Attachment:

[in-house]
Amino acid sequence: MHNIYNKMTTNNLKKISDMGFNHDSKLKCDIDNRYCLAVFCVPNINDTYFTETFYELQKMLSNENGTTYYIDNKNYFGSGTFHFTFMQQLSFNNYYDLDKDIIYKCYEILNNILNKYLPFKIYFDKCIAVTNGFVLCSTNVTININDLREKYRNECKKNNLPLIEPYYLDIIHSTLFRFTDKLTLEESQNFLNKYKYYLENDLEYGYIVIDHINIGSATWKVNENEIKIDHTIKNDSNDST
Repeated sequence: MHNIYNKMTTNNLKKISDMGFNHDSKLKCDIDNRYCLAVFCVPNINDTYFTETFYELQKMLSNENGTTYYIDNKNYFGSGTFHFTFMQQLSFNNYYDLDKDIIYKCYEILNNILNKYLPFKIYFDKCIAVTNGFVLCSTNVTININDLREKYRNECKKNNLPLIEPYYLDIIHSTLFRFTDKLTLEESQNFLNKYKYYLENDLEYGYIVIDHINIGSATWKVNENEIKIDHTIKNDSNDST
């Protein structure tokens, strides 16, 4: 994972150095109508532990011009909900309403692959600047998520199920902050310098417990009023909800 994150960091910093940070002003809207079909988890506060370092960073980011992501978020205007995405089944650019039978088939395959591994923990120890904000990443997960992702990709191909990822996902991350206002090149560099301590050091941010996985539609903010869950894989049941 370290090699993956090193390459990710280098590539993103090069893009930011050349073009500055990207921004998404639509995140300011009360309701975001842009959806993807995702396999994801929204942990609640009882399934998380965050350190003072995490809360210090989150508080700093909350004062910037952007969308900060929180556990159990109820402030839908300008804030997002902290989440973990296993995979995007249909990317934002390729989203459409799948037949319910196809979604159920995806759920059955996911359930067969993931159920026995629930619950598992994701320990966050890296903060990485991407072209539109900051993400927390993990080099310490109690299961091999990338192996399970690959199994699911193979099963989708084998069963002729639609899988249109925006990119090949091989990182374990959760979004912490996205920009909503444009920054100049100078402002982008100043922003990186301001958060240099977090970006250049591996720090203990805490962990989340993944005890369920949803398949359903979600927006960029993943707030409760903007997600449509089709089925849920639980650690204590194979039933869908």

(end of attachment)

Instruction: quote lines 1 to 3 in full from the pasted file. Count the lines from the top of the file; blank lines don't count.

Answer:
[in-house]
Amino acid sequence: MHNIYNKMTTNNLKKISDMGFNHDSKLKCDIDNRYCLAVFCVPNINDTYFTETFYELQKMLSNENGTTYYIDNKNYFGSGTFHFTFMQQLSFNNYYDLDKDIIYKCYEILNNILNKYLPFKIYFDKCIAVTNGFVLCSTNVTININDLREKYRNECKKNNLPLIEPYYLDIIHSTLFRFTDKLTLEESQNFLNKYKYYLENDLEYGYIVIDHINIGSATWKVNENEIKIDHTIKNDSNDST
Repeated sequence: MHNIYNKMTTNNLKKISDMGFNHDSKLKCDIDNRYCLAVFCVPNINDTYFTETFYELQKMLSNENGTTYYIDNKNYFGSGTFHFTFMQQLSFNNYYDLDKDIIYKCYEILNNILNKYLPFKIYFDKCIAVTNGFVLCSTNVTININDLREKYRNECKKNNLPLIEPYYLDIIHSTLFRFTDKLTLEESQNFLNKYKYYLENDLEYGYIVIDHINIGSATWKVNENEIKIDHTIKNDSNDST